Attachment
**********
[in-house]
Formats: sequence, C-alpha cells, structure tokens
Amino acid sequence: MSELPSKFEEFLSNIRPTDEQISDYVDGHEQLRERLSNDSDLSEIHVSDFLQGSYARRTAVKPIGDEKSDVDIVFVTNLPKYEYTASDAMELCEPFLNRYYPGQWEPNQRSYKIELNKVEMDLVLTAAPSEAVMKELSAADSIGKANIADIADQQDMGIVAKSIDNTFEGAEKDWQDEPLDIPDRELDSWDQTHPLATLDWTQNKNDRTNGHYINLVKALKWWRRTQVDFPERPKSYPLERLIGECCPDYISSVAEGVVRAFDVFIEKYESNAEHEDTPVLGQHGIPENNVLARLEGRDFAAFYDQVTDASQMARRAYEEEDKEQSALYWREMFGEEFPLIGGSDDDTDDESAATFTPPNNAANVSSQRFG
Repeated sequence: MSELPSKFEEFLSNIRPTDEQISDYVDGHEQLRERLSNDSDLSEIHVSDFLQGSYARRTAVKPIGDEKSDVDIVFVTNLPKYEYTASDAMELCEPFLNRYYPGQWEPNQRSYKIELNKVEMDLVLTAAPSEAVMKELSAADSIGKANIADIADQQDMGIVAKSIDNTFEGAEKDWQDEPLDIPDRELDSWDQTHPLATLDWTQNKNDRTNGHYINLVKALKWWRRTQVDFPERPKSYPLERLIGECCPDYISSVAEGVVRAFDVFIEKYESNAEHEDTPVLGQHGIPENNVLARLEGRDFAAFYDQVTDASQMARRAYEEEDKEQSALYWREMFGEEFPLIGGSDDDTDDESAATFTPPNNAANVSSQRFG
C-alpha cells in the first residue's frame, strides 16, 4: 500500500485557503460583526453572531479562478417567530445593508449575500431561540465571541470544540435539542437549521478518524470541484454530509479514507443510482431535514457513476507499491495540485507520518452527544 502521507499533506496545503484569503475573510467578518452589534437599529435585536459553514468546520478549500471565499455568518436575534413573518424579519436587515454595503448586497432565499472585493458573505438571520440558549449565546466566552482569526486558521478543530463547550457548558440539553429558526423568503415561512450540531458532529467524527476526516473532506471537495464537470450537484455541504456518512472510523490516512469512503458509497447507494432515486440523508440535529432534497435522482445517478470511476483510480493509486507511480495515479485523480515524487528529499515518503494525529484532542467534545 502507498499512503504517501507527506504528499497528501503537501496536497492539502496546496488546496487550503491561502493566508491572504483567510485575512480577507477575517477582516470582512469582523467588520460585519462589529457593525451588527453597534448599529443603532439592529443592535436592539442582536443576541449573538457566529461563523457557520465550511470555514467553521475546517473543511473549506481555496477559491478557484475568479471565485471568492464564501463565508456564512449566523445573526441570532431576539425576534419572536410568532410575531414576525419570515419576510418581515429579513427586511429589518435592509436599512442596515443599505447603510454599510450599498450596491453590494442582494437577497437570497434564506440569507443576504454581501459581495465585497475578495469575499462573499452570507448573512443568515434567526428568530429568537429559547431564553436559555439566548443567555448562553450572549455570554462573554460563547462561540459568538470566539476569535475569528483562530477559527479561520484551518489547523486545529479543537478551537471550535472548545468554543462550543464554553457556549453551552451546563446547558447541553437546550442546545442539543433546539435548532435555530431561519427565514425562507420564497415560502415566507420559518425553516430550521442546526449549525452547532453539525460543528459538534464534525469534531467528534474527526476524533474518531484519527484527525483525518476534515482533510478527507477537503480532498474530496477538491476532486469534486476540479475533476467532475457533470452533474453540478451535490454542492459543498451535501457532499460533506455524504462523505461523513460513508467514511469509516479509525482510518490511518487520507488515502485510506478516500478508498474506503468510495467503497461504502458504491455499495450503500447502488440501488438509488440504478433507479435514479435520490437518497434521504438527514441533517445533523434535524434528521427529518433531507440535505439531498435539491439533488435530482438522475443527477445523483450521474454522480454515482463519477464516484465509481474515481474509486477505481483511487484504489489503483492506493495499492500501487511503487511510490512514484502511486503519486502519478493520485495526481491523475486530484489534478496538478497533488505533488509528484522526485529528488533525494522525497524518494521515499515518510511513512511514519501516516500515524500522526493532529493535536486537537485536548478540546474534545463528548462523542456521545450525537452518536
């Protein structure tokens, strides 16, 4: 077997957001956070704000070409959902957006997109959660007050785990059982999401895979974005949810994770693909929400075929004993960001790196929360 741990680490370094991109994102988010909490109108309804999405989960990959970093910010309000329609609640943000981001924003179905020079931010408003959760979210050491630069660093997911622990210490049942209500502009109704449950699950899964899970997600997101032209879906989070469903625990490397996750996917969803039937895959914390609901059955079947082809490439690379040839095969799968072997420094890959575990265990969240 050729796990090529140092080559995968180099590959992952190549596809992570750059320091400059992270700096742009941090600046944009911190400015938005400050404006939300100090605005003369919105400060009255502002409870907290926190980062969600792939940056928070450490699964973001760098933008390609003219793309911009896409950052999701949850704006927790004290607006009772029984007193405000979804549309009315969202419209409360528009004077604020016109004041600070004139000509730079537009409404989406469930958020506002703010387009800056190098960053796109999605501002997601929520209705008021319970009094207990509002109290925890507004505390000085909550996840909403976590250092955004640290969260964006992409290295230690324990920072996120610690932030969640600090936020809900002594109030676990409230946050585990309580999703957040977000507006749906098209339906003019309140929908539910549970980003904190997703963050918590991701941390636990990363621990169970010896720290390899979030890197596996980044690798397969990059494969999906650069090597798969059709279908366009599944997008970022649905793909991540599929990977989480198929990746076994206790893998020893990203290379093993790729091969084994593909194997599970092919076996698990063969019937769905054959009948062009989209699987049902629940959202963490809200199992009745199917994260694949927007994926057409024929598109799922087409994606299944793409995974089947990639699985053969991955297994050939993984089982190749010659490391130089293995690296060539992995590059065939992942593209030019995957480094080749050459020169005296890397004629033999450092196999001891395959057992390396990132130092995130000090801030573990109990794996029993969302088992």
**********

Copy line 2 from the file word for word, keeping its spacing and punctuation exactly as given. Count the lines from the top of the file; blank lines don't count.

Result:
Formats: sequence, C-alpha cells, structure tokens